Closeup man worker checking advanced industrial control panel

The 4.0 Shift: From Line Worker to Knowledge Worker

Monday, August 12, 2019

In my last piece, I explored the effects of Industry 4.0 on current-day manufacturing. The addition of artificial intelligence (AI) and machine learning to the assembly line has completely revolutionized and re-imagined the roles our leaders and employees must play. The Digital Age has reshaped the technology of our industry as well as the skills we need to succeed. AI and robotics are automating systems faster than ever before, in turn creating a dire need for soft skill development—specifically, emotional intelligence and pragmatic thinking.

In my work and conversations with clients in the industry, I’ve heard the same sentiments being echoed—as Industry 4.0 barrels on, organizations are still struggling to transition between 2.0 and 3.0. Additionally, the cyclical nature of an industry based on supply and demand has led to a hiring process that fluctuates, causing gaps throughout the year, which in turn has an impact on the overall leadership strategy. Our technology is advancing but our leadership development is not.

This gap in the leadership pipeline is due in part to a focus on product development over people development. With the emergence of 4.0, though, this is changing. Machine learning and analytics have helped predict trends and simplified the product planning process, ultimately leaving more time and money in the budget for professional development. The problem? Organizations don’t know where to start.

The Manufacturing Leadership Dilemma

With 2.7 million workers set to retire and 1.4 million jobs to be filled, there are more than two million manufacturing jobs open at present (Arellano 2017) . The immediate need to hire coupled with an abundance of Millennials and Gen Zers storming the managerial ranks has led to a lot of confusion and feelings of unpreparedness. Only 26 percent of respondents in Deloitte’s 2019 survey said they were ready or very ready for the new wave of technology while a whopping 86 percent of respondents called attention to the need for their organization to change the way people learn so they can adequately face these changes (Deloitte 2019).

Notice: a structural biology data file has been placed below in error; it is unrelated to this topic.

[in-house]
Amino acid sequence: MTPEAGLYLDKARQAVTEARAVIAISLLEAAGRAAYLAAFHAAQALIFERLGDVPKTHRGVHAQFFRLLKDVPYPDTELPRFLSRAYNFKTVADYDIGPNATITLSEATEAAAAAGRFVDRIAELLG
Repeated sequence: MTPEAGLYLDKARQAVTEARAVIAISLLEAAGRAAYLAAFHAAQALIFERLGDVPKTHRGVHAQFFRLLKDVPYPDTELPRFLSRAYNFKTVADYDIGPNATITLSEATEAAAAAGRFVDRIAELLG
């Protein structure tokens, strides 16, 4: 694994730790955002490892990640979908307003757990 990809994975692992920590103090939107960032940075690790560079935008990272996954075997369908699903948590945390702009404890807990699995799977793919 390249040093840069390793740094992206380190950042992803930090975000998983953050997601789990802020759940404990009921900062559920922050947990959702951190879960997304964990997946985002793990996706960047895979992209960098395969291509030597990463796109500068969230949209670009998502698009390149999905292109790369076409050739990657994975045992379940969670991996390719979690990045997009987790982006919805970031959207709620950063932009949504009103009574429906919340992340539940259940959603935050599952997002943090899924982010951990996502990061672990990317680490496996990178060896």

The need for effective leadership development in manufacturing is more prominent than ever. Here’s where you can start:


1. Future-focused leadership behaviors and mindsets.
When we think about changing behavior we need to think about it as gradual process. If we are to change a behavior, the old habit needs to be replaced with a new one then sustained. Give your leaders a tool to help sustain their learning over time, such as e-learning or perhaps micro-lessons that are set up to be asynchronistic. Reset your leaders’ mindsets by empowering them with the knowledge of leadership skills. We learn faster and more efficiently when we become teachers, so empower your leaders to be coaches, give them the tools to deal with difficult situations in a diplomatic way.

2. Leadership planning and development at all levels.
Frontline leaders are just as important as senior level executives, especially in effectively filling a leadership pipeline. All employees need to be equipped with the tools to face 4.0 and beyond. Imagine an organization where leaders at every level are speaking the same language and have the same understanding of process for dealing with change, conflict, feedback, and trust. No matter what level you start developing your leaders, the message needs to be communicated through all levels, so each one can support the next.


3. Pioneering leadership role models for 4.0.
To avoid what we’re facing now—gaps in employment, a fluctuating supply and demand cycle, feelings of unpreparedness—we need to develop frontline leaders to set an example for future employees and start the development process earlier. By investing in the people of today, we are investing in the success of the organization.

Industry 4.0 has brought about a shift in manufacturing, one from line worker to knowledge worker, which means we’re requiring more from our employees in the Digital Age. Our workers must be equipped with the skills to succeed—the technical skills and the interpersonal skills like collaboration, adaptability, and communication. It's time to empower leaders at all levels to succeed by democratizing access to leadership development and aptly preparing our organizations for the inevitable challenges of 4.0.

About the Author

As a client director at AchieveForum, Jessica Strzepek collaborates with Thought Leaders to provide support to new partners, primarily within the manufacturing space. Jessica works to ensure that these organizations uncover the best solution to develop a culture of Leadership excellence. Her goal is to democratize Leadership for all and help her partners to thrive in building leaders that will guide their company to greatness. Visit our website to learn more about AchieveForum.

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